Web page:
# How to Integrate By Parts: Step-by-Step Guide

Integration by parts is a technique in integral calculus that is used to integrate products of functions. It's based on the product rule for differentiation and is especially useful when integrating the product of an algebraic expression and a transcendental function.

Integration by parts is a versatile and powerful technique in integral calculus, enabling the integration of products of functions that are otherwise difficult to integrate. Understanding and applying this method effectively requires practice, particularly in choosing \( u \) and \( dv \) appropriately.

## Formula of Integration by Parts

The formula for integration by parts is derived from the product rule of differentiation (\(d(uv) = u dv + v du\)) and is given by:

\( \int u \, dv = uv – \int v \, du \)

where \( u \) and \( dv \) are functions of \( x \).

### Choosing \( u \) and \( dv \)

The choice of which part of the integrand to set as \( u \) and which as \( dv \) is crucial. A common strategy is to use the LIATE rule (Logarithmic, Inverse trigonometric, Algebraic, Trigonometric, Exponential functions), which suggests a priority order for choosing \( u \).

## Steps in Integration by Parts

**Identify \( u \) and \( dv \)**: Split the integrand into two parts: \( u \) and \( dv \).**Differentiate \( u \)**: Differentiate \( u \) to find \( du \).**Integrate \( dv \)**: Integrate \( dv \) to find \( v \).**Apply the Formula**: Substitute \( u \), \( du \), and \( v \) into the integration by parts formula.**Simplify**: Simplify the expression and integrate the remaining integral if necessary.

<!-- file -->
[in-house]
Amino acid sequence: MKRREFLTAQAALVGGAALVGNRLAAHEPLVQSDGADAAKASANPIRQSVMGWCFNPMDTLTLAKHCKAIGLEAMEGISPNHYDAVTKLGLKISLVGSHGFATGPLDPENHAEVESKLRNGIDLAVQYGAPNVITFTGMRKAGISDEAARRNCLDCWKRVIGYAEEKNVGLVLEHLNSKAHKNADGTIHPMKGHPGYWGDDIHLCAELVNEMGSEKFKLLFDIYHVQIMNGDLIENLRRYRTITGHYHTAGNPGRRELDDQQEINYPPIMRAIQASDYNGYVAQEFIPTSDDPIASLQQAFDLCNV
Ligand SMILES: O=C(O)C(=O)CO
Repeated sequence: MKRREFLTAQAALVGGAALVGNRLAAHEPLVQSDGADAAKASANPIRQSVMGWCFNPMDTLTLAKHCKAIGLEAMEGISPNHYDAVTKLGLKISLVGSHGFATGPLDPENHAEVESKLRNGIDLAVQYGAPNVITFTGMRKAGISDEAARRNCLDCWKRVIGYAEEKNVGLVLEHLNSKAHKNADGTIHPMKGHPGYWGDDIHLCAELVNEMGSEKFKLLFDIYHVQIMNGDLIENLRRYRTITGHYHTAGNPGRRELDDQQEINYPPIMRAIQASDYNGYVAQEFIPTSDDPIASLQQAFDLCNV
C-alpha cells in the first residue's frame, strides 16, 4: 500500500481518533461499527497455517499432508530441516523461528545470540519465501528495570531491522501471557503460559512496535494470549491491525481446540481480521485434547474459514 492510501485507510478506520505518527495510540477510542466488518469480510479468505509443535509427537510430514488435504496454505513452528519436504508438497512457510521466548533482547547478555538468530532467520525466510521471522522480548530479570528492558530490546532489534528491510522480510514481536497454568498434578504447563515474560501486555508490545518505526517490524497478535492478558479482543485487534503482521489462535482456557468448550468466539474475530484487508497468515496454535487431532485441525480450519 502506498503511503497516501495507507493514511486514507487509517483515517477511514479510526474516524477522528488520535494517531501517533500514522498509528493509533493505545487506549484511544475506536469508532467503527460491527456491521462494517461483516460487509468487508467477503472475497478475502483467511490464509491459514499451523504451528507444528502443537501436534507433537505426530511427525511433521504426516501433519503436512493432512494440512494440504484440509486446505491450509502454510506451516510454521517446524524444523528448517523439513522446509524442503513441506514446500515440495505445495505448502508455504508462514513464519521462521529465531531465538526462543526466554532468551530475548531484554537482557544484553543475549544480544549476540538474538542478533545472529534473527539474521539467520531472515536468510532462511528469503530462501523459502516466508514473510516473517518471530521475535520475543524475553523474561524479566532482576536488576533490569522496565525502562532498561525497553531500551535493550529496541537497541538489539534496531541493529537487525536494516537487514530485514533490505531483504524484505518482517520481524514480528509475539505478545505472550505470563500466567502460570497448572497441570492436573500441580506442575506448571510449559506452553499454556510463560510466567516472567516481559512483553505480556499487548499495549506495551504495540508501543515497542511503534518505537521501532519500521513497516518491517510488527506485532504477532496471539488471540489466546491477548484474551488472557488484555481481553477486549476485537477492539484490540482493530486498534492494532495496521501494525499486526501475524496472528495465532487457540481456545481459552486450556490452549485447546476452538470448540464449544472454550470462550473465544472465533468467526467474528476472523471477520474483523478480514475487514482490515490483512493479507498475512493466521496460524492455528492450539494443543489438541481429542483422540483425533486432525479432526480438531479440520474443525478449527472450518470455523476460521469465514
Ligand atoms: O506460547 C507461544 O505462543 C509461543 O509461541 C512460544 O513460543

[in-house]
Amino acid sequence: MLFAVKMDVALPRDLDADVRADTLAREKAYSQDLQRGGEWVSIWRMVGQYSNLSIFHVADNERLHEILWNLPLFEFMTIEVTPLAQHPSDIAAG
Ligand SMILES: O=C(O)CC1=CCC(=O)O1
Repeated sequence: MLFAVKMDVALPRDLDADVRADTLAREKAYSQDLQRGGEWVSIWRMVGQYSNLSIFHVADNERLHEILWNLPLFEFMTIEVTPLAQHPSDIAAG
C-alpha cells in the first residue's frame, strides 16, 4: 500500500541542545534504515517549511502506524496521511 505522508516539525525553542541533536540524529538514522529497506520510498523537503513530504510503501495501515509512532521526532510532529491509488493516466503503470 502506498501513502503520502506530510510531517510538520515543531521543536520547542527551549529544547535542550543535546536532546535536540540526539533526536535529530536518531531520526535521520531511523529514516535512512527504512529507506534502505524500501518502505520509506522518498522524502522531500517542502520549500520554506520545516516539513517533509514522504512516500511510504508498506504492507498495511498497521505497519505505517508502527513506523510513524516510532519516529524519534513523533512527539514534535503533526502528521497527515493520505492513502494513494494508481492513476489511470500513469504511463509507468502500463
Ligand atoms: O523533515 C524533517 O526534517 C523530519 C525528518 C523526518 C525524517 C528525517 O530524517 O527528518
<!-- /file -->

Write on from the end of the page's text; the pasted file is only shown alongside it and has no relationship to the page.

**Example:**

Consider \(\int x \, e^x \, dx\).

- Choose \( u = x \) (Algebraic) and \( dv = e^x \, dx \) (Exponential).
- Differentiate \( u \) to get \( du = dx \).
- Integrate \( dv \) to get \( v = e^x \).
- Apply the formula: \( \int x \, e^x \, dx = x e^x – \int e^x \, dx \).
- Simplify: \( x e^x – e^x + C \).

## Repeated Application

Sometimes, integration by parts must be applied more than once, especially if the resulting integral is still not straightforward. This is common with higher powers of \( x \).

## Use in Definite Integrals

Integration by parts can also be applied to definite integrals. After applying the formula, evaluate the resulting expression at the upper and lower limits of integration.

## Tabular Integration

For integrals requiring repeated applications, the tabular method, also known as the tabular integration by parts, can be a more efficient approach. This method organizes the differentiation of \( u \) and the integration of ( dv ) in a table format, streamlining the process.

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